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Braverman: Labour will borrow Sunak’s ‘farcical gimmicks’

Suella Braverman speaks in Washington D.C. today. Credit: Getty

July 8, 2024 - 8:45pm

Former prime minister Rishi Sunak laid out a programme that Labour could “happily do”, Suella Braverman has claimed.

Speaking at the National Conservatism conference in Washington D.C., the former home secretary argued that Sunak’s premiership contained “farcical gimmicks” that Labour would adopt in office. “When Rishi Sunak became prime minister, he laid out a programme that our new Labour government could quite happily do and probably will,” Braverman said. “There were farcical gimmicks like the proposed smoking ban. And there was more nonsense like letting criminals out early and scrapping shorter sentences for low-level crime.”

Sunak sacked Braverman as home secretary at the end of 2023 after she defied No. 10 by writing an article accusing the Metropolitan Police of bias in its handling of protests. A few days later, Braverman accused the then-PM of breaking his pledge on lowering immigration, saying that he was trying to “avoid making hard decisions”. Today, she doubled down on her attacks, warning that Sunak “refused to do what was necessary” over stopping the boats. “Rather than live up to the pledge he made in Downing Street, he refused to do what was necessary,” she said. “The reason we failed to stop the boats and implement the Rwanda scheme was because Rishi Sunak didn’t want it to happen.”

Braverman admitted that the Tories took a “shellacking” in last week’s election, blaming liberal Conservatives such as Sunak who failed to enact promises made by the party in the 2019 general election. “We had won a truly great majority in 2019,” Braverman said today. “We were going to use newfound Brexit freedoms to stop illegal immigrants, cut taxes, and to stop the lunatic woke virus from infecting our British state.” The Conservative MP expressed regret that these promises remain unfulfilled, and attacked her fellow Conservatives for “searching for phantoms to explain our own failures”.

With just 121 Tory MPs remaining in Parliament, the pool of potential candidates to replace Sunak as leader of the Conservative Party is smaller than usual. Braverman, as standard-bearer for the Right, lost to Liz Truss when she challenged for the position two years ago, coming sixth. She has called for Britain to leave the European Convention on Human Rights and argued Reform UK Leader Nigel Farage should be allowed to join the Tories, which other Right-wingers such as Kemi Badenoch have not supported.  According to a Times report today, Braverman’s campaign is “dead before it has even started”, with one of her most high-profile supporters, Danny Kruger, expected to back Robert Jenrick instead.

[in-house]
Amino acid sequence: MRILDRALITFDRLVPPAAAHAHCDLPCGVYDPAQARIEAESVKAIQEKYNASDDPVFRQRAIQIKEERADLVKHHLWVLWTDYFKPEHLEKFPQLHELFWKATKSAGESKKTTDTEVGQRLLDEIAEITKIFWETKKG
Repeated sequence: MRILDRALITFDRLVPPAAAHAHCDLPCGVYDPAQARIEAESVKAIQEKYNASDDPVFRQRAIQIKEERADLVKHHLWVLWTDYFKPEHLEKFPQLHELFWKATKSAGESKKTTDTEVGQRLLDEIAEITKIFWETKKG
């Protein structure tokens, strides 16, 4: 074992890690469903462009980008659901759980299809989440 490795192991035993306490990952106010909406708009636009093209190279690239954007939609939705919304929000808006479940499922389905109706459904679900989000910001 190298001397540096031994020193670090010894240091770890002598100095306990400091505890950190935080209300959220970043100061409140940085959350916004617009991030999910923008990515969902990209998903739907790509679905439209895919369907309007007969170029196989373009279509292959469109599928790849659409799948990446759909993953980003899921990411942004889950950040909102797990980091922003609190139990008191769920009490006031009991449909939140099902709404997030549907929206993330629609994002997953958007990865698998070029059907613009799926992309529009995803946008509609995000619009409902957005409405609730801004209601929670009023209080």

Braverman did not mention the unofficial leadership contest in today’s speech. Instead, she implored conservatives to tack to the Right, warning that this “is not just a defeat for my party” but “an existential crisis from which we may not recover”. She added: “The Tories governed as liberals and were defeated as liberals.”


is UnHerd’s Newsroom editor.

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Michael Cazaly
Michael Cazaly
13 days ago

She ain’t wrong about why the Tories lost but seems to have missed out incompetence.

AC Harper
AC Harper
13 days ago

It doesn’t matter if the Conservatives tack right (or not) if they still don’t do what they promise.
A failure of determination rather than incompetence perhaps?

UnHerd Reader
UnHerd Reader
13 days ago

And that’s why she will not become leader of the conservatives. She’s just too conservative!

David McKee
David McKee
13 days ago

She won’t become leader, not because she’s too conservative, but because she can’t keep her big mouth shut in public.

Michael Cazaly
Michael Cazaly
13 days ago
Reply to  David McKee

And we can’t handle the truth?

David McKee
David McKee
13 days ago
Reply to  Michael Cazaly

Braverman’s opinions and the truth are not synonymous.

Lancashire Lad
Lancashire Lad
13 days ago
Reply to  David McKee

So you’d prefer our politicians to dissemble? In a “knowing” and “clever” way?

The principle of “collective responsibility” can be taken too far, and lead to a lack of principle. What you get as a result is “the politicians you deserve”.

Andrew Dalton
Andrew Dalton
13 days ago
Reply to  Lancashire Lad

Apparently, that’s Keir Starmer, a man who has perfected the art of saying nothing.

mike otter
mike otter
12 days ago
Reply to  Andrew Dalton